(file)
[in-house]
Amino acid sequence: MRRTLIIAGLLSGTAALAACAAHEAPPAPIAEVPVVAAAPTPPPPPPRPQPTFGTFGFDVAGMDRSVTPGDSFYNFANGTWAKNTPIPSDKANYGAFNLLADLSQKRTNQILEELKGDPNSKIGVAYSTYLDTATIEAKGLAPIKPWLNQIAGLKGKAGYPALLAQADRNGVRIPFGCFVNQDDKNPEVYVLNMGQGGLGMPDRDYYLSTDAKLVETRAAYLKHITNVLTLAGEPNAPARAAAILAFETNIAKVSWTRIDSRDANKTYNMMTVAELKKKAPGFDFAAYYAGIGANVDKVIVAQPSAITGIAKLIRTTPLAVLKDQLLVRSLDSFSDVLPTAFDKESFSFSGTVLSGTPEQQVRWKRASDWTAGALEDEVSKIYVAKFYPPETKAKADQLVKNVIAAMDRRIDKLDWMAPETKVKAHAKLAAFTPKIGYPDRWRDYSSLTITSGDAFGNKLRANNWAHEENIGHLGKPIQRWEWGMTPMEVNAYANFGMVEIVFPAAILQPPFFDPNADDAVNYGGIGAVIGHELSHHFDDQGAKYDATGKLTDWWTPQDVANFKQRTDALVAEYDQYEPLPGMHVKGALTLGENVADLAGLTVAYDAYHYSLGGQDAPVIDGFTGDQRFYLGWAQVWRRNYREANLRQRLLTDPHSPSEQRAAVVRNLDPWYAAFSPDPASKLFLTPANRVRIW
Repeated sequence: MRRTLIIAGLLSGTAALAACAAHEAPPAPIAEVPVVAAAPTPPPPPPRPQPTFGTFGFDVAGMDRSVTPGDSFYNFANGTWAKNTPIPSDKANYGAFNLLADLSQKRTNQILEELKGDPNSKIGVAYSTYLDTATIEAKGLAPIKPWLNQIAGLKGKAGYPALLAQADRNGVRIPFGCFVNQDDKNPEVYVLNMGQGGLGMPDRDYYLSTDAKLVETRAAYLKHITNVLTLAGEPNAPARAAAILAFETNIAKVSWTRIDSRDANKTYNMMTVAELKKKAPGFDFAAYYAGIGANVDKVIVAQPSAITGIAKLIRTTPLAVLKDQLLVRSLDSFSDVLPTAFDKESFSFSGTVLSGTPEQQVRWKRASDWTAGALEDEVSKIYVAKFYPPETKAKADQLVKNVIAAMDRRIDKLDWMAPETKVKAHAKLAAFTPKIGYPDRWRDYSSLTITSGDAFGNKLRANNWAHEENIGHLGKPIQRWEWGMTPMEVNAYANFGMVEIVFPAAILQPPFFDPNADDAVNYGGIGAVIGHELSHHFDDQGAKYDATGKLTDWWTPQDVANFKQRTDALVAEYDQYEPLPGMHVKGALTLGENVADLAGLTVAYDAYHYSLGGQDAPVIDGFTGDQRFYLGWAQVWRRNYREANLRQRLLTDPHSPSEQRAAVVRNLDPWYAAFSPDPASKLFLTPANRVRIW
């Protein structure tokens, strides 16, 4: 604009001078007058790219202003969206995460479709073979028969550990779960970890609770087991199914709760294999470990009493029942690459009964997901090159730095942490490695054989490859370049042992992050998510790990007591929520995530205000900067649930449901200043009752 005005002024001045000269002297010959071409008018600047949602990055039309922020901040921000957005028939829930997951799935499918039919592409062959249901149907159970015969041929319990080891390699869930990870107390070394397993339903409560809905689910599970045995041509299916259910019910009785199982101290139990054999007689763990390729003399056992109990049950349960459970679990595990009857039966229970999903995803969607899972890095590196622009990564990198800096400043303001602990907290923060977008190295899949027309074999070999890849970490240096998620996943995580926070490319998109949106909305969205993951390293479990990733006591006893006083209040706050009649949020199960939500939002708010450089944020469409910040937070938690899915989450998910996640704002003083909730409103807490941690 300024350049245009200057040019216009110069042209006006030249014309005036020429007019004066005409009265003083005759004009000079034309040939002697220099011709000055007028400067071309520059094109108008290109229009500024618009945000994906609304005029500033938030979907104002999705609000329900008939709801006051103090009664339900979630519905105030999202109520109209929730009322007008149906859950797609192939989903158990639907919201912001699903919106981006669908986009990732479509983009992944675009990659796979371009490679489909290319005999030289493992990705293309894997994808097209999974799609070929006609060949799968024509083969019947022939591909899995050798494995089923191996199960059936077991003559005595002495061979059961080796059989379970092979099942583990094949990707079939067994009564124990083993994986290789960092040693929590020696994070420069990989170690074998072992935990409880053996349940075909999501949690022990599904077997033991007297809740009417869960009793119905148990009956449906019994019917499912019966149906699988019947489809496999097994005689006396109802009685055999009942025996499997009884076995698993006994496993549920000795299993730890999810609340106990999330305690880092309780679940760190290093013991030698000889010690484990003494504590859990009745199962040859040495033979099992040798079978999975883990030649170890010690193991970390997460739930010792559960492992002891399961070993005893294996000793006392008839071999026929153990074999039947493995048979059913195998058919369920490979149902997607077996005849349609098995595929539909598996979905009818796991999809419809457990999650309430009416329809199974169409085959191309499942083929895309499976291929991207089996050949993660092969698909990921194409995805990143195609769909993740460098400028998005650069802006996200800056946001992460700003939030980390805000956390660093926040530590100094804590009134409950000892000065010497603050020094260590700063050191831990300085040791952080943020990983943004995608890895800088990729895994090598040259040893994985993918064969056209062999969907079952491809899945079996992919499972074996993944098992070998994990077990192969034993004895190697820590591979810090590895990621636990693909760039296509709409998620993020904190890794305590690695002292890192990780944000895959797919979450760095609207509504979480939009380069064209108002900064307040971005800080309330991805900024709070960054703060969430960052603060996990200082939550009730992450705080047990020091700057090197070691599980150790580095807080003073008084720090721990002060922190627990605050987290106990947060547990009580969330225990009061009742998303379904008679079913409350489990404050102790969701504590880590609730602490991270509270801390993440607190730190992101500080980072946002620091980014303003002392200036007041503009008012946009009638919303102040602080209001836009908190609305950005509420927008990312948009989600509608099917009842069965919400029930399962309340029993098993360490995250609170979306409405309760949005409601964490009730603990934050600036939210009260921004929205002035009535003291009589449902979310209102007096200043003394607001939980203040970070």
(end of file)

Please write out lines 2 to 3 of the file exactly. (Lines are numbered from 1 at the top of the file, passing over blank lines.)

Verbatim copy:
Amino acid sequence: MRRTLIIAGLLSGTAALAACAAHEAPPAPIAEVPVVAAAPTPPPPPPRPQPTFGTFGFDVAGMDRSVTPGDSFYNFANGTWAKNTPIPSDKANYGAFNLLADLSQKRTNQILEELKGDPNSKIGVAYSTYLDTATIEAKGLAPIKPWLNQIAGLKGKAGYPALLAQADRNGVRIPFGCFVNQDDKNPEVYVLNMGQGGLGMPDRDYYLSTDAKLVETRAAYLKHITNVLTLAGEPNAPARAAAILAFETNIAKVSWTRIDSRDANKTYNMMTVAELKKKAPGFDFAAYYAGIGANVDKVIVAQPSAITGIAKLIRTTPLAVLKDQLLVRSLDSFSDVLPTAFDKESFSFSGTVLSGTPEQQVRWKRASDWTAGALEDEVSKIYVAKFYPPETKAKADQLVKNVIAAMDRRIDKLDWMAPETKVKAHAKLAAFTPKIGYPDRWRDYSSLTITSGDAFGNKLRANNWAHEENIGHLGKPIQRWEWGMTPMEVNAYANFGMVEIVFPAAILQPPFFDPNADDAVNYGGIGAVIGHELSHHFDDQGAKYDATGKLTDWWTPQDVANFKQRTDALVAEYDQYEPLPGMHVKGALTLGENVADLAGLTVAYDAYHYSLGGQDAPVIDGFTGDQRFYLGWAQVWRRNYREANLRQRLLTDPHSPSEQRAAVVRNLDPWYAAFSPDPASKLFLTPANRVRIW
Repeated sequence: MRRTLIIAGLLSGTAALAACAAHEAPPAPIAEVPVVAAAPTPPPPPPRPQPTFGTFGFDVAGMDRSVTPGDSFYNFANGTWAKNTPIPSDKANYGAFNLLADLSQKRTNQILEELKGDPNSKIGVAYSTYLDTATIEAKGLAPIKPWLNQIAGLKGKAGYPALLAQADRNGVRIPFGCFVNQDDKNPEVYVLNMGQGGLGMPDRDYYLSTDAKLVETRAAYLKHITNVLTLAGEPNAPARAAAILAFETNIAKVSWTRIDSRDANKTYNMMTVAELKKKAPGFDFAAYYAGIGANVDKVIVAQPSAITGIAKLIRTTPLAVLKDQLLVRSLDSFSDVLPTAFDKESFSFSGTVLSGTPEQQVRWKRASDWTAGALEDEVSKIYVAKFYPPETKAKADQLVKNVIAAMDRRIDKLDWMAPETKVKAHAKLAAFTPKIGYPDRWRDYSSLTITSGDAFGNKLRANNWAHEENIGHLGKPIQRWEWGMTPMEVNAYANFGMVEIVFPAAILQPPFFDPNADDAVNYGGIGAVIGHELSHHFDDQGAKYDATGKLTDWWTPQDVANFKQRTDALVAEYDQYEPLPGMHVKGALTLGENVADLAGLTVAYDAYHYSLGGQDAPVIDGFTGDQRFYLGWAQVWRRNYREANLRQRLLTDPHSPSEQRAAVVRNLDPWYAAFSPDPASKLFLTPANRVRIW